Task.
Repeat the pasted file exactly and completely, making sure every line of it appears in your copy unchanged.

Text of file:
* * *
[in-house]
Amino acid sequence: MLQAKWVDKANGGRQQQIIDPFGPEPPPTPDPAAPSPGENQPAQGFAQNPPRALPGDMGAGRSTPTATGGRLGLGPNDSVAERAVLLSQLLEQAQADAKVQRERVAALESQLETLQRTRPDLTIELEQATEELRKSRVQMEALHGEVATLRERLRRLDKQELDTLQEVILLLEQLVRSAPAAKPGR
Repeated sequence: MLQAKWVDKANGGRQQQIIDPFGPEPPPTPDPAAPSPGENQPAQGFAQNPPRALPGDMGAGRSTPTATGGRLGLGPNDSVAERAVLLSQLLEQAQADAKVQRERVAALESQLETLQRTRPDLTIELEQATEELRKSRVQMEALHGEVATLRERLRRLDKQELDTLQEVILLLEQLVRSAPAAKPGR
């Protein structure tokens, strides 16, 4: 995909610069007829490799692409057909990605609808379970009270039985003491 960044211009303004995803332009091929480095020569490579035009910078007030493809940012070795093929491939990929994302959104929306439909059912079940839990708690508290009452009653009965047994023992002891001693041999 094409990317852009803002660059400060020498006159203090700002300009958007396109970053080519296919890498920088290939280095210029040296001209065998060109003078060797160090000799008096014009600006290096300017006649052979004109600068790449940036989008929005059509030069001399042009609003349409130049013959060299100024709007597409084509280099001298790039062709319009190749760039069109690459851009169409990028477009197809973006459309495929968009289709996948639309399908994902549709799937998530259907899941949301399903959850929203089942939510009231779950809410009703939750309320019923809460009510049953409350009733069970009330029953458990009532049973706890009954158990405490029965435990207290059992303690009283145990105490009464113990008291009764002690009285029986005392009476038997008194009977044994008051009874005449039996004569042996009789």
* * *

[in-house]
Amino acid sequence: MLQAKWVDKANGGRQQQIIDPFGPEPPPTPDPAAPSPGENQPAQGFAQNPPRALPGDMGAGRSTPTATGGRLGLGPNDSVAERAVLLSQLLEQAQADAKVQRERVAALESQLETLQRTRPDLTIELEQATEELRKSRVQMEALHGEVATLRERLRRLDKQELDTLQEVILLLEQLVRSAPAAKPGR
Repeated sequence: MLQAKWVDKANGGRQQQIIDPFGPEPPPTPDPAAPSPGENQPAQGFAQNPPRALPGDMGAGRSTPTATGGRLGLGPNDSVAERAVLLSQLLEQAQADAKVQRERVAALESQLETLQRTRPDLTIELEQATEELRKSRVQMEALHGEVATLRERLRRLDKQELDTLQEVILLLEQLVRSAPAAKPGR
């Protein structure tokens, strides 16, 4: 995909610069007829490799692409057909990605609808379970009270039985003491 960044211009303004995803332009091929480095020569490579035009910078007030493809940012070795093929491939990929994302959104929306439909059912079940839990708690508290009452009653009965047994023992002891001693041999 094409990317852009803002660059400060020498006159203090700002300009958007396109970053080519296919890498920088290939280095210029040296001209065998060109003078060797160090000799008096014009600006290096300017006649052979004109600068790449940036989008929005059509030069001399042009609003349409130049013959060299100024709007597409084509280099001298790039062709319009190749760039069109690459851009169409990028477009197809973006459309495929968009289709996948639309399908994902549709799937998530259907899941949301399903959850929203089942939510009231779950809410009703939750309320019923809460009510049953409350009733069970009330029953458990009532049973706890009954158990405490029965435990207290059992303690009283145990105490009464113990008291009764002690009285029986005392009476038997008194009977044994008051009874005449039996004569042996009789």